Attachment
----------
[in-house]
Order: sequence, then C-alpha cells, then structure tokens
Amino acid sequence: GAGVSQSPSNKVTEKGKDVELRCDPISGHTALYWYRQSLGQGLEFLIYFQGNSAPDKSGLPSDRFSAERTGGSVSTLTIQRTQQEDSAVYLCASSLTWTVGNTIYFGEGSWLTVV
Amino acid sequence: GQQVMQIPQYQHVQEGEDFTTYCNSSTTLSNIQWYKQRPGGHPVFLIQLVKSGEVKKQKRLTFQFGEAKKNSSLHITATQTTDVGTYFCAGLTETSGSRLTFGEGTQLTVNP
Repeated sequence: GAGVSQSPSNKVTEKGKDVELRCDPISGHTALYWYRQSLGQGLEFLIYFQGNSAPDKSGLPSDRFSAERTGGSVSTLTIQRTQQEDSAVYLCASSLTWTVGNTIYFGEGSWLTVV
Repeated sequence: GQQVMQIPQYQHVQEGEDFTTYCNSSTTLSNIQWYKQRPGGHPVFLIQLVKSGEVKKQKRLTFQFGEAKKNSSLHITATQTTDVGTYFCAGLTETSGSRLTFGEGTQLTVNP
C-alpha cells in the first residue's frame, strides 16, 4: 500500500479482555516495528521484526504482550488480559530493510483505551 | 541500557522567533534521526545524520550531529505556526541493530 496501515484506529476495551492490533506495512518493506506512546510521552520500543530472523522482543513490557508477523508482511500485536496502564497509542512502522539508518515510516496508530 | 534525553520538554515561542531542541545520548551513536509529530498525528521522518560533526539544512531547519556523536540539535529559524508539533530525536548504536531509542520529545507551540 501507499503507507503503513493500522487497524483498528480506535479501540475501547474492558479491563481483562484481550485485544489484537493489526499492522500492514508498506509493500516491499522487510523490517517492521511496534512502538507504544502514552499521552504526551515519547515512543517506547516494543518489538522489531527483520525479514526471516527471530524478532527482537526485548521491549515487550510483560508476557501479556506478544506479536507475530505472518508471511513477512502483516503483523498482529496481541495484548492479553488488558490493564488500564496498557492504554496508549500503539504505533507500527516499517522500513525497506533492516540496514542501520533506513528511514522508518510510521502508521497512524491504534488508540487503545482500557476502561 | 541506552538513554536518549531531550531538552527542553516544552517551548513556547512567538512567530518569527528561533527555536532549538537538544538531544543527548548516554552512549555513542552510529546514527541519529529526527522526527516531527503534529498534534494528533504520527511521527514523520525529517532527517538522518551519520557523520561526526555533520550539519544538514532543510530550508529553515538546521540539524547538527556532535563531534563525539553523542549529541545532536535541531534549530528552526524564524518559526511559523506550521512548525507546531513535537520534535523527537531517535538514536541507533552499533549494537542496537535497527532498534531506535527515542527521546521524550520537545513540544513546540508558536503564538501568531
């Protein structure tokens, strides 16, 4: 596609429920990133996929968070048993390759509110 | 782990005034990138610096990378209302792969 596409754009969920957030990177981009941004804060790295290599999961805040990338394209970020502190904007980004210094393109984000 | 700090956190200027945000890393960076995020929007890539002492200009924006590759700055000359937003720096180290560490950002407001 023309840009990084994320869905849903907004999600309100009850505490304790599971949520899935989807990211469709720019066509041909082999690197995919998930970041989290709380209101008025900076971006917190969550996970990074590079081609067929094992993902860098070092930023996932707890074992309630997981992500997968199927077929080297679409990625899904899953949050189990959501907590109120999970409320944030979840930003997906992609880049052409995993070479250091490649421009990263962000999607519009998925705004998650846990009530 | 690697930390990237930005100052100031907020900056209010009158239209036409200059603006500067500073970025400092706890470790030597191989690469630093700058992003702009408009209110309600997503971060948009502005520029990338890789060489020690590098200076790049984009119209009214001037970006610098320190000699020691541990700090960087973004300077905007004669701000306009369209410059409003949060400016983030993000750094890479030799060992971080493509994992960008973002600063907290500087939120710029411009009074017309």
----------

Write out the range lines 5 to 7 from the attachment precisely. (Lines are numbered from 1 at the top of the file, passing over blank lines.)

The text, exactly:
Repeated sequence: GAGVSQSPSNKVTEKGKDVELRCDPISGHTALYWYRQSLGQGLEFLIYFQGNSAPDKSGLPSDRFSAERTGGSVSTLTIQRTQQEDSAVYLCASSLTWTVGNTIYFGEGSWLTVV
Repeated sequence: GQQVMQIPQYQHVQEGEDFTTYCNSSTTLSNIQWYKQRPGGHPVFLIQLVKSGEVKKQKRLTFQFGEAKKNSSLHITATQTTDVGTYFCAGLTETSGSRLTFGEGTQLTVNP
C-alpha cells in the first residue's frame, strides 16, 4: 500500500479482555516495528521484526504482550488480559530493510483505551 | 541500557522567533534521526545524520550531529505556526541493530 496501515484506529476495551492490533506495512518493506506512546510521552520500543530472523522482543513490557508477523508482511500485536496502564497509542512502522539508518515510516496508530 | 534525553520538554515561542531542541545520548551513536509529530498525528521522518560533526539544512531547519556523536540539535529559524508539533530525536548504536531509542520529545507551540 501507499503507507503503513493500522487497524483498528480506535479501540475501547474492558479491563481483562484481550485485544489484537493489526499492522500492514508498506509493500516491499522487510523490517517492521511496534512502538507504544502514552499521552504526551515519547515512543517506547516494543518489538522489531527483520525479514526471516527471530524478532527482537526485548521491549515487550510483560508476557501479556506478544506479536507475530505472518508471511513477512502483516503483523498482529496481541495484548492479553488488558490493564488500564496498557492504554496508549500503539504505533507500527516499517522500513525497506533492516540496514542501520533506513528511514522508518510510521502508521497512524491504534488508540487503545482500557476502561 | 541506552538513554536518549531531550531538552527542553516544552517551548513556547512567538512567530518569527528561533527555536532549538537538544538531544543527548548516554552512549555513542552510529546514527541519529529526527522526527516531527503534529498534534494528533504520527511521527514523520525529517532527517538522518551519520557523520561526526555533520550539519544538514532543510530550508529553515538546521540539524547538527556532535563531534563525539553523542549529541545532536535541531534549530528552526524564524518559526511559523506550521512548525507546531513535537520534535523527537531517535538514536541507533552499533549494537542496537535497527532498534531506535527515542527521546521524550520537545513540544513546540508558536503564538501568531